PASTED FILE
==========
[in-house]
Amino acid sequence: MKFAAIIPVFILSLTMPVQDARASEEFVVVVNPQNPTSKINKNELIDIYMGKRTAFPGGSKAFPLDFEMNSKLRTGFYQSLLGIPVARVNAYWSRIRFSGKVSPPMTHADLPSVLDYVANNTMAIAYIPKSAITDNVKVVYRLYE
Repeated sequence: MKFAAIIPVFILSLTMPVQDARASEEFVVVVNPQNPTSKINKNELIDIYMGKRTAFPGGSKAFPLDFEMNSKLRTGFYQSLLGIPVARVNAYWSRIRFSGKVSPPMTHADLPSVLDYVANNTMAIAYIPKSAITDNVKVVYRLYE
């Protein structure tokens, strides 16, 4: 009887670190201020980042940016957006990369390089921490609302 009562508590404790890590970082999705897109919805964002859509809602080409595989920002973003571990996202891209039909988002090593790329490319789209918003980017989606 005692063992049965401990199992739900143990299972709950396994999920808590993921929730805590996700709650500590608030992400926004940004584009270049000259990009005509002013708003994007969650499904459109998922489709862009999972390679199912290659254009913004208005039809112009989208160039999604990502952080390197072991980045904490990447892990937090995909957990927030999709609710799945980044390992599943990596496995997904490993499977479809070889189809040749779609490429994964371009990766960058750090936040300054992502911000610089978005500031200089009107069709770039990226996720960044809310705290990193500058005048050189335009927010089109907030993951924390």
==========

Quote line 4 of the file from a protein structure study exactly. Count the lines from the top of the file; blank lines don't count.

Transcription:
């Protein structure tokens, strides 16, 4: 009887670190201020980042940016957006990369390089921490609302 009562508590404790890590970082999705897109919805964002859509809602080409595989920002973003571990996202891209039909988002090593790329490319789209918003980017989606 005692063992049965401990199992739900143990299972709950396994999920808590993921929730805590996700709650500590608030992400926004940004584009270049000259990009005509002013708003994007969650499904459109998922489709862009999972390679199912290659254009913004208005039809112009989208160039999604990502952080390197072991980045904490990447892990937090995909957990927030999709609710799945980044390992599943990596496995997904490993499977479809070889189809040749779609490429994964371009990766960058750090936040300054992502911000610089978005500031200089009107069709770039990226996720960044809310705290990193500058005048050189335009927010089109907030993951924390």